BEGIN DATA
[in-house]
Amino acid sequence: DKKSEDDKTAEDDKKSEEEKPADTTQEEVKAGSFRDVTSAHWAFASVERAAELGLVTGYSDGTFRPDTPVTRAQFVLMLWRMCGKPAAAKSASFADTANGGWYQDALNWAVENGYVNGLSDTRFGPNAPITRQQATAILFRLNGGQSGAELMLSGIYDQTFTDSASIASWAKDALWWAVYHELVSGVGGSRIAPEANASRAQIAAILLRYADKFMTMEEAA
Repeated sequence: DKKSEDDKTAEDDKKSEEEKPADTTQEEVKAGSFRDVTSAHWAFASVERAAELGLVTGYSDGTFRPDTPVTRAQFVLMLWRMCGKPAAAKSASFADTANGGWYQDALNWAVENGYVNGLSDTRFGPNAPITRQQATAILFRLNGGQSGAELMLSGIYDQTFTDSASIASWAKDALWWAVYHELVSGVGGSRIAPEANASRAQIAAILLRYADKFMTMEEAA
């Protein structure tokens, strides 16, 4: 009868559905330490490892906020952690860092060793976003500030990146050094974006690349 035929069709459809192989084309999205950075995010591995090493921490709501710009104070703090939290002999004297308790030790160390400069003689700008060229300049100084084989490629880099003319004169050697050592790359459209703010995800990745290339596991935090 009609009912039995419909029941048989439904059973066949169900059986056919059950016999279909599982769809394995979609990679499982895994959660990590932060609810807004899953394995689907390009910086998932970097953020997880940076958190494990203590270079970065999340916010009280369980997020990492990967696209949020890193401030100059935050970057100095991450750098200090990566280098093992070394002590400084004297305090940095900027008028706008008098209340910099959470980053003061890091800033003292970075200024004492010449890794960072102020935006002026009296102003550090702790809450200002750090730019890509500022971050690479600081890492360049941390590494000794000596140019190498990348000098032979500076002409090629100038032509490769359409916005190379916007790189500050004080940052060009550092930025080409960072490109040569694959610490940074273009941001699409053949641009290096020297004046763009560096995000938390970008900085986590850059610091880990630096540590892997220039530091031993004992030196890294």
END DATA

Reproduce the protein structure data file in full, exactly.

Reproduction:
[in-house]
Amino acid sequence: DKKSEDDKTAEDDKKSEEEKPADTTQEEVKAGSFRDVTSAHWAFASVERAAELGLVTGYSDGTFRPDTPVTRAQFVLMLWRMCGKPAAAKSASFADTANGGWYQDALNWAVENGYVNGLSDTRFGPNAPITRQQATAILFRLNGGQSGAELMLSGIYDQTFTDSASIASWAKDALWWAVYHELVSGVGGSRIAPEANASRAQIAAILLRYADKFMTMEEAA
Repeated sequence: DKKSEDDKTAEDDKKSEEEKPADTTQEEVKAGSFRDVTSAHWAFASVERAAELGLVTGYSDGTFRPDTPVTRAQFVLMLWRMCGKPAAAKSASFADTANGGWYQDALNWAVENGYVNGLSDTRFGPNAPITRQQATAILFRLNGGQSGAELMLSGIYDQTFTDSASIASWAKDALWWAVYHELVSGVGGSRIAPEANASRAQIAAILLRYADKFMTMEEAA
């Protein structure tokens, strides 16, 4: 009868559905330490490892906020952690860092060793976003500030990146050094974006690349 035929069709459809192989084309999205950075995010591995090493921490709501710009104070703090939290002999004297308790030790160390400069003689700008060229300049100084084989490629880099003319004169050697050592790359459209703010995800990745290339596991935090 009609009912039995419909029941048989439904059973066949169900059986056919059950016999279909599982769809394995979609990679499982895994959660990590932060609810807004899953394995689907390009910086998932970097953020997880940076958190494990203590270079970065999340916010009280369980997020990492990967696209949020890193401030100059935050970057100095991450750098200090990566280098093992070394002590400084004297305090940095900027008028706008008098209340910099959470980053003061890091800033003292970075200024004492010449890794960072102020935006002026009296102003550090702790809450200002750090730019890509500022971050690479600081890492360049941390590494000794000596140019190498990348000098032979500076002409090629100038032509490769359409916005190379916007790189500050004080940052060009550092930025080409960072490109040569694959610490940074273009941001699409053949641009290096020297004046763009560096995000938390970008900085986590850059610091880990630096540590892997220039530091031993004992030196890294």